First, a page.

“Robbie, Robbie, do you know who has come to see you?” said Liza, bending over him.
“Ey, mother, ey, here I am, home at last,” muttered Robbie.
“He’s ram’lin’ agen,” said Mattha from the chimney corner.
“Bless your old heart, mammy, but I’ll mend my management. I will, that I will. It’s true this time, mammy, ey, it is. No, no; try me again just once, mammy!”
“He’s forever running on that, poor lad,” whispered Mattha. “I reckon it’s been a sair point with him sin’ he put auld Martha intil t’ grund.”
“Don’t greet, mammy; don’t greet.”
Poor Liza found the gown wanted close attention at that moment. It went near enough to her eyes.
“I say it was fifty strides to the north of the bridge! Swear it? Ey, swear it!” cried Robbie at a fuller pitch of his weakened voice.
“He’s olas running on that, too,” whispered Mattha to Rotha. “Dusta mind ’at laal Reuben said the same?”
In a soft and pleading tone Robbie mumbled on,—
“Don’t greet, mammy, or ye’ll kill me sure enough. Killing you? Ey, it’s true it’s true; but I’ll mend my management—I will.” There were sobs in Robbie’s voice, but no tears in his bloodshot eyes.
“There, there, Robbie,” whispered Mrs. Branthwaite soothingly in his ear; “rest thee still, Robbie, rest thee still.”
It was a pitiful scene. The remorse of the poor, worn, wayward, tender-hearted lad seemed to rend the soul in his unconscious body.
“If he could but sleep!” said Mrs. Branthwaite; “but he cannot.”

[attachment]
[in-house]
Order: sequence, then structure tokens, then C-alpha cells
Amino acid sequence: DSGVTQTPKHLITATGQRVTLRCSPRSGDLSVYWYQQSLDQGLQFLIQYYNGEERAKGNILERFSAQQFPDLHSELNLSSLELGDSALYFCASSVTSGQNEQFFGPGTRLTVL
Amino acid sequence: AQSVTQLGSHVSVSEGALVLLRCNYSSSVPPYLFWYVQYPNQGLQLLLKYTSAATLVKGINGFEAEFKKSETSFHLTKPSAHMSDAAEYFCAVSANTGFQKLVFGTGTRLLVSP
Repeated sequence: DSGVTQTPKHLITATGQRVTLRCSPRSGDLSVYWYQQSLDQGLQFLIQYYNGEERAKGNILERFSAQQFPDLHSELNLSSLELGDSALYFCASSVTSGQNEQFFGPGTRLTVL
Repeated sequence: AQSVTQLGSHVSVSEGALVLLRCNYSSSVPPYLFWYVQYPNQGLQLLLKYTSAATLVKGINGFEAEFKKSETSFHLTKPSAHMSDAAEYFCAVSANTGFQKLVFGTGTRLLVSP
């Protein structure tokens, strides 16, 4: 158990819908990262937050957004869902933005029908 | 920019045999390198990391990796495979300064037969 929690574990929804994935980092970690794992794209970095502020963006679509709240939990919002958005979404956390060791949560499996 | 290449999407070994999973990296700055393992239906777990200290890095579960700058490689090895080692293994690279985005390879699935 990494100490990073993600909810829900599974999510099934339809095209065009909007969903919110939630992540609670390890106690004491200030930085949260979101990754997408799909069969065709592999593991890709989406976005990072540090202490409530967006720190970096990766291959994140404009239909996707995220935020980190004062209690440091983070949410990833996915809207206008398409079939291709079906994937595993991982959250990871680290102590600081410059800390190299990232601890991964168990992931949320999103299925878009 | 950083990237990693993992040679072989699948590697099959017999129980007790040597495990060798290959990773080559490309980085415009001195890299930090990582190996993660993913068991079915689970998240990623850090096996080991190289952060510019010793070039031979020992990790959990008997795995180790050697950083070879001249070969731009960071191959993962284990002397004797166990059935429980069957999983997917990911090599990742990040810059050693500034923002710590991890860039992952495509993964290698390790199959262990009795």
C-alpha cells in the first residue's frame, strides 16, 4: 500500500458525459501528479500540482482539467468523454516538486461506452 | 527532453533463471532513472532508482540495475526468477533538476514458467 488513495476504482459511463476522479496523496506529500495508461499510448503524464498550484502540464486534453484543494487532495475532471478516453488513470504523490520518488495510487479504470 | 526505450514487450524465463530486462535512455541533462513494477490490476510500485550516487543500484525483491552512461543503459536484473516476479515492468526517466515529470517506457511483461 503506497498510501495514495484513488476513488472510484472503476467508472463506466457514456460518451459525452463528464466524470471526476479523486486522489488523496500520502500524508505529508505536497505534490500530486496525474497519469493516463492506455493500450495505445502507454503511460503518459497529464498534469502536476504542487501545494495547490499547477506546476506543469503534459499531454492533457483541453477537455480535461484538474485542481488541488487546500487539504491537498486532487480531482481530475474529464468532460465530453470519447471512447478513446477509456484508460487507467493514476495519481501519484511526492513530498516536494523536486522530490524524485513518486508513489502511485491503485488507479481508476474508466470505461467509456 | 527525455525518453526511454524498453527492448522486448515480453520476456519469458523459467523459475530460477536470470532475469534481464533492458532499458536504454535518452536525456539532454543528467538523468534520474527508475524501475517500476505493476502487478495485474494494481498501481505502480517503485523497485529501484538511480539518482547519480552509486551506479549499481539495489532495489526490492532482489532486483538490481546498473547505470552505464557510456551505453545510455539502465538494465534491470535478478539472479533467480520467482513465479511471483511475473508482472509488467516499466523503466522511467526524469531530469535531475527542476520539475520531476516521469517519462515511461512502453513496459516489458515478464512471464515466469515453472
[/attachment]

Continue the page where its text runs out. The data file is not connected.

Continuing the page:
Liza got up and went out.
Robbie struggled to raise himself on one elbow. His face, red as a furnace, was turned aside as though in the act of listening for some noise far away. Then in a thick whisper he said,—
“Fifty strides north of the bridge. No dreaming about it—north, I say, north.”
Robbie sank back exhausted, and Rotha prepared to leave.
“It were that ducking of his heed did it, sure enough,” said Mattha, “that and the drink together. I mind Bobbie’s father—just sic like, just sic like! Poor auld Martha, she hed a sad bout of it, she hed, what with father and son. And baith good at the bottom, too, baith, poor lads.”
A graver result than any that Mattha dreamt of hung at this moment on Robbie’s insensibility, and when consciousness returned the catastrophe had fallen.
GARTH AND THE QUAKERS.
As Rotha left the weaver’s cottage she found Liza in the porch.
“I’m just laughing at the new preachers,” she said huskily. She was turning her head aside slyly to brush the tears from her eyes into a shawl which was over her head.
“There they are by the Lion. It’s wrong to laugh, but they are real funny, aye!”